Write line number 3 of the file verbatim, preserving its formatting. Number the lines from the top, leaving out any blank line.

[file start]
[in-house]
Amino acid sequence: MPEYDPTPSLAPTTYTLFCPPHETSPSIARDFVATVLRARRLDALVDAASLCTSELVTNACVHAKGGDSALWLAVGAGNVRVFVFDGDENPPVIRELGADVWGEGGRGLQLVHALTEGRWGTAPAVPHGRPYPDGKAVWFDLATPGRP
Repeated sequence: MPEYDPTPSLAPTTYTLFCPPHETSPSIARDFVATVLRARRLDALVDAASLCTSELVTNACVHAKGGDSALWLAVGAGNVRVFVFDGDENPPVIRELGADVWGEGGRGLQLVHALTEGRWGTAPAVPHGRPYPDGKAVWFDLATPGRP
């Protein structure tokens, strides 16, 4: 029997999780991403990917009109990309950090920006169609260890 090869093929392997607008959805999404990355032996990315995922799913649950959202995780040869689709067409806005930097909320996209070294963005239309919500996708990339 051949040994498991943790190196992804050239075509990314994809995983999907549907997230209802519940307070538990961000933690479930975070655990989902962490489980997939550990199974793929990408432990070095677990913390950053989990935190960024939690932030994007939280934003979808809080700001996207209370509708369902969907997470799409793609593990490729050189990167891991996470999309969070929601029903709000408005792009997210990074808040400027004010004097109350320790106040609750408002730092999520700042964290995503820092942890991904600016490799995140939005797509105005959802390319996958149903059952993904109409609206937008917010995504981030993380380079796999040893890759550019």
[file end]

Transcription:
Repeated sequence: MPEYDPTPSLAPTTYTLFCPPHETSPSIARDFVATVLRARRLDALVDAASLCTSELVTNACVHAKGGDSALWLAVGAGNVRVFVFDGDENPPVIRELGADVWGEGGRGLQLVHALTEGRWGTAPAVPHGRPYPDGKAVWFDLATPGRP